Our hearts are full as we approach Sunday. They are full of love that we will always have for our people. They are full of joy as we can see so many that are able to carry this ministry on themselves. Our leaders and members can reach more people on the streets and in their communities than we ever could- and they do.  Our hearts are full of peace knowing that well over one hundred have been housed and moved on toward income stability and fuller lives. Forty-nine people have lived in the rear apartment of the church house when they needed a home until they could have their own home. This includes old and young, families, children and individuals with pets-five dogs, two cats and a pet mouse found a home behind the church with their beloved people. Men and women have tended to health and mental health and recovery issues and some have found a way home to God and  turned their lives around. What a rainbow community we are, black and white and brown, and yellow and all colors of the LGBTQ rainbow as well-a rainbow community choosing to follow Jesus.  We have had twenty-five baptisms and twenty three youth and adults have been Confirmed in Christ. We have witnessed marriages and anointed the ill and dying. We have heard confessions and witnessed new life abounding and rising from the ashes.  God has done a wondrous work in this small and modest building. And we will miss every aspect of our ministry there. Saying goodbye for now is a great sadness for us, but it does not compare with the love that remains for us and for our people. Together, like Mary, we sat at Jesus’ feet on Central Avenue and together and individually we will continue like Martha to serve.  The church is not the building , it is each one of us and despite Pastor B’s serious illness and my own health challenges, reasons enough for retirement, neither we nor our members can or will ever retire from serving our loving God. As the Epistle says (Colossians 1:24-28) we , like Paul, can be joyful that even our bodily suffering can be  aligned with the much greater suffering of Christ for the Church and the people of God. And we can paradoxically, like Paul, deeply know and feel the joy of this.  We wish we could stay forever, but we can not and moving on makes room for  growth in all of us to carry it on in other ways. We move on to different arenas of service and love, meeting again as we can, but never failing to serve one another  and all we come in contact with in some way-perhaps a way that only God knows and makes possible.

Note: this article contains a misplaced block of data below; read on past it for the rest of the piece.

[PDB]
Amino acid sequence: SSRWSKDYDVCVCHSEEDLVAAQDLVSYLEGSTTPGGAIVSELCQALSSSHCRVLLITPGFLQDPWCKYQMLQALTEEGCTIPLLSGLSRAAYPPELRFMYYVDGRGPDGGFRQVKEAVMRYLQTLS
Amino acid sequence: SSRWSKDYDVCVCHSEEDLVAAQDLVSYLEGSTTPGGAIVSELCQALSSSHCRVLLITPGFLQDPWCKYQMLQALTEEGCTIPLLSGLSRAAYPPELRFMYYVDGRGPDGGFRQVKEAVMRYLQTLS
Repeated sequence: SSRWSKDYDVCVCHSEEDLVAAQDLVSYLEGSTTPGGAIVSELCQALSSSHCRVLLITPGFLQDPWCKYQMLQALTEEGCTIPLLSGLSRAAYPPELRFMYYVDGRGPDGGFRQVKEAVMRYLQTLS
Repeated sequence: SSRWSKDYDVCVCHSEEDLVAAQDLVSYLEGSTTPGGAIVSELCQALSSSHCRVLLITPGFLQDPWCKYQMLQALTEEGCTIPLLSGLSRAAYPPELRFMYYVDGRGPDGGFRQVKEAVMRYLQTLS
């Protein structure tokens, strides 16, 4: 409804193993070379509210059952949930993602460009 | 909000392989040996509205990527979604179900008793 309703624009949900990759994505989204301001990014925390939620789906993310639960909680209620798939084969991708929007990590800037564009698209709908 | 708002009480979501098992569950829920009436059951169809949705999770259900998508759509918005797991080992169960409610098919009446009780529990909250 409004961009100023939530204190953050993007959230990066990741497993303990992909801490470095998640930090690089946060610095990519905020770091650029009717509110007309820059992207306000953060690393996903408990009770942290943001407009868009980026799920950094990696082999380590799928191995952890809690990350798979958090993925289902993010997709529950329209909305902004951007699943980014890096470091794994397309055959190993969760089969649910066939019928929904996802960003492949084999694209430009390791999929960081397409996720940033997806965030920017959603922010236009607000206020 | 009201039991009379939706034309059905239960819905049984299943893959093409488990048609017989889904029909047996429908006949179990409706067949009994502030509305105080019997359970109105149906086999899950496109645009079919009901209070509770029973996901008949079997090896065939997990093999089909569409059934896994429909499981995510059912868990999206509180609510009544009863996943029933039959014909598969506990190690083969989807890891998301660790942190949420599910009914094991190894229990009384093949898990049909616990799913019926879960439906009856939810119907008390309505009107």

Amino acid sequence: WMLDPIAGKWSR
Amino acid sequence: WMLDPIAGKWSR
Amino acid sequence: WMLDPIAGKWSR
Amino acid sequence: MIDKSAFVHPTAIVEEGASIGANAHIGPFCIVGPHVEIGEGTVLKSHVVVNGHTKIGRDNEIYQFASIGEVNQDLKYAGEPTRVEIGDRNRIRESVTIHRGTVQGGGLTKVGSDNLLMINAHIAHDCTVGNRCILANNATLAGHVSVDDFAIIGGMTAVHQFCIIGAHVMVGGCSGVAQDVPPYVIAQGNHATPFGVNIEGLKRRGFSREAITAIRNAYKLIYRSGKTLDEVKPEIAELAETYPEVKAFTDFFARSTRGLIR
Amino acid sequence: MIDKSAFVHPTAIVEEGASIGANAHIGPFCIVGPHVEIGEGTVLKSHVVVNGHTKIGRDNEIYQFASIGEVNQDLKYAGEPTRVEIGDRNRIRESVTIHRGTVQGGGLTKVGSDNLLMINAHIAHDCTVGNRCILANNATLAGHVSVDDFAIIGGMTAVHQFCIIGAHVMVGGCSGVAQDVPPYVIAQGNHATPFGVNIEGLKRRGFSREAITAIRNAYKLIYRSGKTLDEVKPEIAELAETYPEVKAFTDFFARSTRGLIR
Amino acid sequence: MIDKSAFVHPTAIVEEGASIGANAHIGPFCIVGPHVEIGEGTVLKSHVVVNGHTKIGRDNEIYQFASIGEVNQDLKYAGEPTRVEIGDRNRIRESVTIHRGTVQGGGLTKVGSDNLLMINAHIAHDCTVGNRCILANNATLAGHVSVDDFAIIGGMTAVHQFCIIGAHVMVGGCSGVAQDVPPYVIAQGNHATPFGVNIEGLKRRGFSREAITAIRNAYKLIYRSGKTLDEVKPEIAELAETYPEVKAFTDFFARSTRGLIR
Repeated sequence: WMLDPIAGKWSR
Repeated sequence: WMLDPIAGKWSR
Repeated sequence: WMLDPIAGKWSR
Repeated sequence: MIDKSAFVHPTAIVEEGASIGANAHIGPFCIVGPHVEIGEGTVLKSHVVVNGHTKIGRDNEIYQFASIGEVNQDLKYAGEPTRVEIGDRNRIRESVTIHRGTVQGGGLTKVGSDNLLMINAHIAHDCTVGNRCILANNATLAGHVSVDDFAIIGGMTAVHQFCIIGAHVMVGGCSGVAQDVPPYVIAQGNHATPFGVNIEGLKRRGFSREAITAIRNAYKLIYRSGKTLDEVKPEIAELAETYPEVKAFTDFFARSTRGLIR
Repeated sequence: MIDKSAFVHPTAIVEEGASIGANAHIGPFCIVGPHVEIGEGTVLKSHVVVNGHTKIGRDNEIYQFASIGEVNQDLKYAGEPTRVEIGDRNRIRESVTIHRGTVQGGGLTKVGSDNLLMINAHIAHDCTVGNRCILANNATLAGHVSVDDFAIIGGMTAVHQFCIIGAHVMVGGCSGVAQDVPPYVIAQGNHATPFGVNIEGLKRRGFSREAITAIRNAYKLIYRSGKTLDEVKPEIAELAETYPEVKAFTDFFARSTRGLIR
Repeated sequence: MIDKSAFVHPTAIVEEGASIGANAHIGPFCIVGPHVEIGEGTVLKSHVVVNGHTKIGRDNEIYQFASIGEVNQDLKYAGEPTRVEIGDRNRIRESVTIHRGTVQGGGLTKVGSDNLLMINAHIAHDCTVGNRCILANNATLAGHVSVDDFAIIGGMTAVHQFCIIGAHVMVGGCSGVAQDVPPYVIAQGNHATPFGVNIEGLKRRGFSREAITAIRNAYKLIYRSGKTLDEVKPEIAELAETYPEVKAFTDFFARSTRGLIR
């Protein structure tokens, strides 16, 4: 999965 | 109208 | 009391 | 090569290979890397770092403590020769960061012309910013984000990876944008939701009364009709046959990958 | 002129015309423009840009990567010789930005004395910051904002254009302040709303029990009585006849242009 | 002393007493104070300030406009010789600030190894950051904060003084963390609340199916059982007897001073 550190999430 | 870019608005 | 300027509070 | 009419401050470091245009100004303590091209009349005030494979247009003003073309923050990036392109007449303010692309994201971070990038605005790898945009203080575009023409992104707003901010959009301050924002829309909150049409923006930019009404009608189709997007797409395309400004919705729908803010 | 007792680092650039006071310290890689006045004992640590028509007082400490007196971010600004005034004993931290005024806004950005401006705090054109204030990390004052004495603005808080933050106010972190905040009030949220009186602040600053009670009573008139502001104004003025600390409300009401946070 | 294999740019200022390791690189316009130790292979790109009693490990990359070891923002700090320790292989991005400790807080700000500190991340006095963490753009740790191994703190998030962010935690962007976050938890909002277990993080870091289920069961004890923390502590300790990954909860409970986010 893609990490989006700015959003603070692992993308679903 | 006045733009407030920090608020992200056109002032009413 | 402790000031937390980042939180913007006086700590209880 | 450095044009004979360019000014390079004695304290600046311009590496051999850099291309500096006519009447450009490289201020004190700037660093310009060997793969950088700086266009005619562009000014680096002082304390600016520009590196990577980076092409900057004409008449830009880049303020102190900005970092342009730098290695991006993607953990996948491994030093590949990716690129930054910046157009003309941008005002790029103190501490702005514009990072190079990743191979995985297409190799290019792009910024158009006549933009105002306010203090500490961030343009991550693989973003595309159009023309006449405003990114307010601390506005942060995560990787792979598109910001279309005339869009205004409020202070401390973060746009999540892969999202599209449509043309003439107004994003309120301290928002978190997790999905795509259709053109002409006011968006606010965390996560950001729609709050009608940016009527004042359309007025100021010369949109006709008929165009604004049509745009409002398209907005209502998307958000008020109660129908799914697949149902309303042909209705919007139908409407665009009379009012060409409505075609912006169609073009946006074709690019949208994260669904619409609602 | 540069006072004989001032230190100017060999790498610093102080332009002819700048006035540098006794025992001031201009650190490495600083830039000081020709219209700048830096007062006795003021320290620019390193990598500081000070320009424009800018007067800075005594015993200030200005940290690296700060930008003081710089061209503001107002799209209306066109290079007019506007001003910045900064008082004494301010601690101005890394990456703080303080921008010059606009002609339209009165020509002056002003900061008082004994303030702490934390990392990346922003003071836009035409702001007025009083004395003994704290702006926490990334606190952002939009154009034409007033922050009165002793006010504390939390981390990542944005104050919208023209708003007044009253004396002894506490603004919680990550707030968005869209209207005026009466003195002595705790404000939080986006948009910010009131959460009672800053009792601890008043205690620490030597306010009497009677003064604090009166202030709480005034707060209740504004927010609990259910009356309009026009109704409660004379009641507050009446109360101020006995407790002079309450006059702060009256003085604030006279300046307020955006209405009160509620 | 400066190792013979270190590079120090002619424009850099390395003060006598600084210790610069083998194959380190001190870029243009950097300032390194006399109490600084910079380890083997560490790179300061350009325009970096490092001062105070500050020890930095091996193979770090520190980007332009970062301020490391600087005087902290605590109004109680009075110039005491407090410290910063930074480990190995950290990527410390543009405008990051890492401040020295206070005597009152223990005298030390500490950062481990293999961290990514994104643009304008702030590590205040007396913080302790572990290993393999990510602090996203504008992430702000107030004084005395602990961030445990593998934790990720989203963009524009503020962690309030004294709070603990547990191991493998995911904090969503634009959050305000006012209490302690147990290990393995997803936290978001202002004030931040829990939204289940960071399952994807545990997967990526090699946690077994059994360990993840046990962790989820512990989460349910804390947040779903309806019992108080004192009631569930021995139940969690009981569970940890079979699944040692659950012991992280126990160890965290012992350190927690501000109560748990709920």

What a beautiful Gospel for our last time together in this church and building as we know it now. It speaks to everything we are about, this Mary and Martha, and this church. Jesus and the Gospel writer think women are important enough to speak with AND to become both servants and disciples. And for this Martha and Mary being Priests and pastoring this people is simply responding to the call of Jesus to tend the sheep, and the ewes and the lambs.  Mary is sitting at his feet as disciples sit at the feet of their beloved teacher. She has put aside whatever she usually does to take in what Jesus is teaching-only then she can live it and teach it and gain the strength to serve. Martha eagerly welcomed Jesus to her home and is busy serving Jesus and probably his disciples and friends. She is overwhelmed and needs Mary’s help, asking Jesus to tell Mary that. Instead Jesus legitimizes Mary’s role as disciple. He wants to relieve Martha of her burdens to serve when she too can listen. I imagine that didn’t go so well.  But Martha also knew that Jesus wants her kind of service as well from all of us. The corporal works of mercy to others is what it is all about- Jesus himself washed feet and touched and healed the broken. But unless we love Jesus enough to sit at his feet, unless we listen to Jesus we don’t know the meaning of what we do, if we do it, that is.  In all of us there is a Mary and a Martha.  Let us move forward in active service and in sitting at Jesus feet. He said “Don’t worry about so much-just be my disciple. Come sit here…” Let’s do it as we go forth in deepening our service to our Loving God and one another. Amen!